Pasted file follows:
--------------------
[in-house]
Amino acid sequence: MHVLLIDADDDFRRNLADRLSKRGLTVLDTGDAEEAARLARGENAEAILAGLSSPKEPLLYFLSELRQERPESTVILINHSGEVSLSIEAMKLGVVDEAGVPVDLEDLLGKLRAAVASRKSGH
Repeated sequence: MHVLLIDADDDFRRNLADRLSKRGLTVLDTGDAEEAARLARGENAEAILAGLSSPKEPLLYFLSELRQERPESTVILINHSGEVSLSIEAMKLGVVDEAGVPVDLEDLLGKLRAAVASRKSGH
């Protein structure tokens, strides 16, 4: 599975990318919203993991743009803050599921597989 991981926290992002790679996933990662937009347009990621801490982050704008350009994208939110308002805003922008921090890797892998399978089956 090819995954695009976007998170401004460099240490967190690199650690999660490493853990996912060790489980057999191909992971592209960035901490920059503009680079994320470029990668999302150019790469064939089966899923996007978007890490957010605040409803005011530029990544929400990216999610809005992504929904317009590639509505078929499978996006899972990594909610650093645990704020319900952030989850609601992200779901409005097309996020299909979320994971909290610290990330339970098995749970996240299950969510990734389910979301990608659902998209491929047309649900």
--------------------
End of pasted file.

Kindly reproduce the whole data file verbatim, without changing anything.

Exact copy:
[in-house]
Amino acid sequence: MHVLLIDADDDFRRNLADRLSKRGLTVLDTGDAEEAARLARGENAEAILAGLSSPKEPLLYFLSELRQERPESTVILINHSGEVSLSIEAMKLGVVDEAGVPVDLEDLLGKLRAAVASRKSGH
Repeated sequence: MHVLLIDADDDFRRNLADRLSKRGLTVLDTGDAEEAARLARGENAEAILAGLSSPKEPLLYFLSELRQERPESTVILINHSGEVSLSIEAMKLGVVDEAGVPVDLEDLLGKLRAAVASRKSGH
């Protein structure tokens, strides 16, 4: 599975990318919203993991743009803050599921597989 991981926290992002790679996933990662937009347009990621801490982050704008350009994208939110308002805003922008921090890797892998399978089956 090819995954695009976007998170401004460099240490967190690199650690999660490493853990996912060790489980057999191909992971592209960035901490920059503009680079994320470029990668999302150019790469064939089966899923996007978007890490957010605040409803005011530029990544929400990216999610809005992504929904317009590639509505078929499978996006899972990594909610650093645990704020319900952030989850609601992200779901409005097309996020299909979320994971909290610290990330339970098995749970996240299950969510990734389910979301990608659902998209491929047309649900």